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The art of the possiblePolitics and governance in modern British history, 18851997: Essays in memory of Duncan Tanner$
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Chris Williams and Andrew Edwards

Print publication date: 2015

Print ISBN-13: 9780719090714

Published to Manchester Scholarship Online: January 2016

DOI: 10.7228/manchester/9780719090714.001.0001

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Defending the constitution

Defending the constitution

The Conservative party and the idea of devolution, 1945–74

Chapter:
(p.162) 8 Defending the constitution
Source:
The art of the possible
Author(s):

Matthew Cragoe

Publisher:
Manchester University Press
DOI:10.7228/manchester/9780719090714.003.0009

This essay explores the Conservative response to devolution in the United Kingdom. It falls into three sections, corresponding to clear phases of Conservative thinking about the problem of devolution, and related, in turn, to the perceived threats posed by socialism and nationalism. Section one deals with the years immediately after the war, when the threat of socialism was paramount. Between 1945 and 1951, the party turned to devolution as a means of halting what they saw as the dangerous centralisation of power under the Labour governments. The victory at the general election of 1951 saw these policies swiftly enacted; however, as the second section demonstrates, the Tories were better devolutionists in opposition than they proved to be in government. Between 1951 and 1964, as the socialist threat receded beneath the blanket of mid-century prosperity and ‘consensus’, and nationalism’s peripheral barks grew fainter, the Conservative party drew back from serious strategic thought on the subject of devolution. After their defeat in 1964, the Tories were obliged to fight on very uncongenial territory. Administrative devolution seemed to have reached its limit: the next step demanded by the increasingly viable nationalist parties in Scotland and Wales was the grant of genuine legislative assemblies.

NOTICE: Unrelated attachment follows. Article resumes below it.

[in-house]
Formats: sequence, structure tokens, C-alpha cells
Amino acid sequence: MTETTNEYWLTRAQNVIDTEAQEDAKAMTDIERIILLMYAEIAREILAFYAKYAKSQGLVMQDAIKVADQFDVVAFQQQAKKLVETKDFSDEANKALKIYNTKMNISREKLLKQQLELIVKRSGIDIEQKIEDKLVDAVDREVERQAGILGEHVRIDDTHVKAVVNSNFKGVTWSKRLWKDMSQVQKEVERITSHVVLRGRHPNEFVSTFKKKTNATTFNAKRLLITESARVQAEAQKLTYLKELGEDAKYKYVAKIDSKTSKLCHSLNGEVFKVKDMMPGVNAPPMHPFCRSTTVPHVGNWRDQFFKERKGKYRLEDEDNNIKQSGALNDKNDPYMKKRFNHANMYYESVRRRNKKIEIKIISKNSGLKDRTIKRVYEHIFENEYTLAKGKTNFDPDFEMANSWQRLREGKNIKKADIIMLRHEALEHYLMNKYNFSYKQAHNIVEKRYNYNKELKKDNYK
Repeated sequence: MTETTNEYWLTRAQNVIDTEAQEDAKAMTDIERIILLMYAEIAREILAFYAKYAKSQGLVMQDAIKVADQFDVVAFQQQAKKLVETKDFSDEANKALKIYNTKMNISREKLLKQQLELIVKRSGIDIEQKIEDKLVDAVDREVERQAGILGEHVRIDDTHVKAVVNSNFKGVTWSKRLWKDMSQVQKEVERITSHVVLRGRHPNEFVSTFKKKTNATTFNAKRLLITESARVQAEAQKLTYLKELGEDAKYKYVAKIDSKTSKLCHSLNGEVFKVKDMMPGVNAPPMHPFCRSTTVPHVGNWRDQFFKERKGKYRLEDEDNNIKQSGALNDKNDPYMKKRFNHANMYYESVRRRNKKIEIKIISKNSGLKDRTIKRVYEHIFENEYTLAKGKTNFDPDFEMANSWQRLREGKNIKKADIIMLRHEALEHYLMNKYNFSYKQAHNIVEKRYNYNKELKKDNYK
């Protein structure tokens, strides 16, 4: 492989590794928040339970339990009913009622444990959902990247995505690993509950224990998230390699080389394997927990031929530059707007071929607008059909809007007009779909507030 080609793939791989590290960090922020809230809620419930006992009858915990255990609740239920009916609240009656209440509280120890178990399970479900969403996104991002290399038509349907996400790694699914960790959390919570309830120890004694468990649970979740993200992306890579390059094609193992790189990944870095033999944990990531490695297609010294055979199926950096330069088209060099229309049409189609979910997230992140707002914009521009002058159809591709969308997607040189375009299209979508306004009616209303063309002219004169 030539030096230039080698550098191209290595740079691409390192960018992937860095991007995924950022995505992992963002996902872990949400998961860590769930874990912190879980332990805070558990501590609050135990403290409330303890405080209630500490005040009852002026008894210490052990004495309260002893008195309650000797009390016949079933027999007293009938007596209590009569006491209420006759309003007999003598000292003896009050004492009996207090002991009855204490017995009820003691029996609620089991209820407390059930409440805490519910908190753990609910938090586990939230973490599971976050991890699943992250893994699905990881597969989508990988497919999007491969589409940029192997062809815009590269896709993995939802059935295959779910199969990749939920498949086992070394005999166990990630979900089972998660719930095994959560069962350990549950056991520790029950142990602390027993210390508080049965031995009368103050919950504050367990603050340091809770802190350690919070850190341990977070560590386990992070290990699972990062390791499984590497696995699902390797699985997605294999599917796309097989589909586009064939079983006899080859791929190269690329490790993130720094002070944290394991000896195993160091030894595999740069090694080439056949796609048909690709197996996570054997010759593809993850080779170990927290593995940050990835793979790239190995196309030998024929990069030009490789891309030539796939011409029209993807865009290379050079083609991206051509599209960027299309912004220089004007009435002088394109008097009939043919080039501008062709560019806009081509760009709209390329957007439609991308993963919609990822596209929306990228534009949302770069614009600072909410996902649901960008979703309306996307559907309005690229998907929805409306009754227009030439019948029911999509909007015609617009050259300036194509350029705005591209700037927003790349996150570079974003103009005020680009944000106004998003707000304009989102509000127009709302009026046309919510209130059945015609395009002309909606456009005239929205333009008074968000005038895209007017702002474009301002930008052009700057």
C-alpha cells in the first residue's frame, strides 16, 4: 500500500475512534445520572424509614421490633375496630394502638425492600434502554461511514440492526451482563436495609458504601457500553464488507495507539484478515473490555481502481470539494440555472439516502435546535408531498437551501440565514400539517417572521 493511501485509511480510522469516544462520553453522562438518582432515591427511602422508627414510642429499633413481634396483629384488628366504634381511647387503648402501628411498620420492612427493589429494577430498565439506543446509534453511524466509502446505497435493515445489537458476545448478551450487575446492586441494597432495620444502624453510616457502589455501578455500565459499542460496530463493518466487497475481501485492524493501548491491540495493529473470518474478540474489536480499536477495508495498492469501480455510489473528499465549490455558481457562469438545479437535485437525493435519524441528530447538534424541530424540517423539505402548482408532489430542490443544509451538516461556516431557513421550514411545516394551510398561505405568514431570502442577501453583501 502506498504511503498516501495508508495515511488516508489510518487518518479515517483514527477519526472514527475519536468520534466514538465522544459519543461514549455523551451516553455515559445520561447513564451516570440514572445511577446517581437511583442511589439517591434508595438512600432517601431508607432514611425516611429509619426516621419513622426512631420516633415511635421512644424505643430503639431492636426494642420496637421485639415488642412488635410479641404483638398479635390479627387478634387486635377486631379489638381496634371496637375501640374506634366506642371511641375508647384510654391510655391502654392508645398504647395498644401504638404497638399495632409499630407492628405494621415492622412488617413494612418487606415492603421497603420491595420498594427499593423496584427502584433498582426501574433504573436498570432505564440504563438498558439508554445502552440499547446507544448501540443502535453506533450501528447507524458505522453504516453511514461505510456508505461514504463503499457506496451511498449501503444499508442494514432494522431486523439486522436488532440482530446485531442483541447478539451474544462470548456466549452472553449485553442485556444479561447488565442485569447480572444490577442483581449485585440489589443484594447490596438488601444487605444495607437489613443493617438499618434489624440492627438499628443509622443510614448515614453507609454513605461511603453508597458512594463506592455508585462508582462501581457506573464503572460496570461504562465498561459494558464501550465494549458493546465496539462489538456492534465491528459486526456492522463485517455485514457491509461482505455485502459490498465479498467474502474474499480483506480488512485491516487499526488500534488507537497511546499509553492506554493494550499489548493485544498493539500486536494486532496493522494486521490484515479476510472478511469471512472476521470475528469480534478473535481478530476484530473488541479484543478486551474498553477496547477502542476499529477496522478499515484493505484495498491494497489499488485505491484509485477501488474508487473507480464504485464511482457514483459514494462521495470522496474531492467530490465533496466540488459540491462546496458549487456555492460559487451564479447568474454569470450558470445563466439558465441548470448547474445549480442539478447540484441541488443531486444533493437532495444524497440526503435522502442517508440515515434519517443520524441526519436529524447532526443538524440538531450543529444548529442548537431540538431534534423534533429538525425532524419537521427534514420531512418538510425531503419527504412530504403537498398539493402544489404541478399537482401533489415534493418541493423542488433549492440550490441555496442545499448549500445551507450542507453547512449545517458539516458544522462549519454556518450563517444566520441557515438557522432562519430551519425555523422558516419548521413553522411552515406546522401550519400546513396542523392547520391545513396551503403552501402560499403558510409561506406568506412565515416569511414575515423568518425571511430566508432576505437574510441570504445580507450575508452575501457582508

Keywords:   Devolution, Conservative Party, Scotland, Wales, Centralisation

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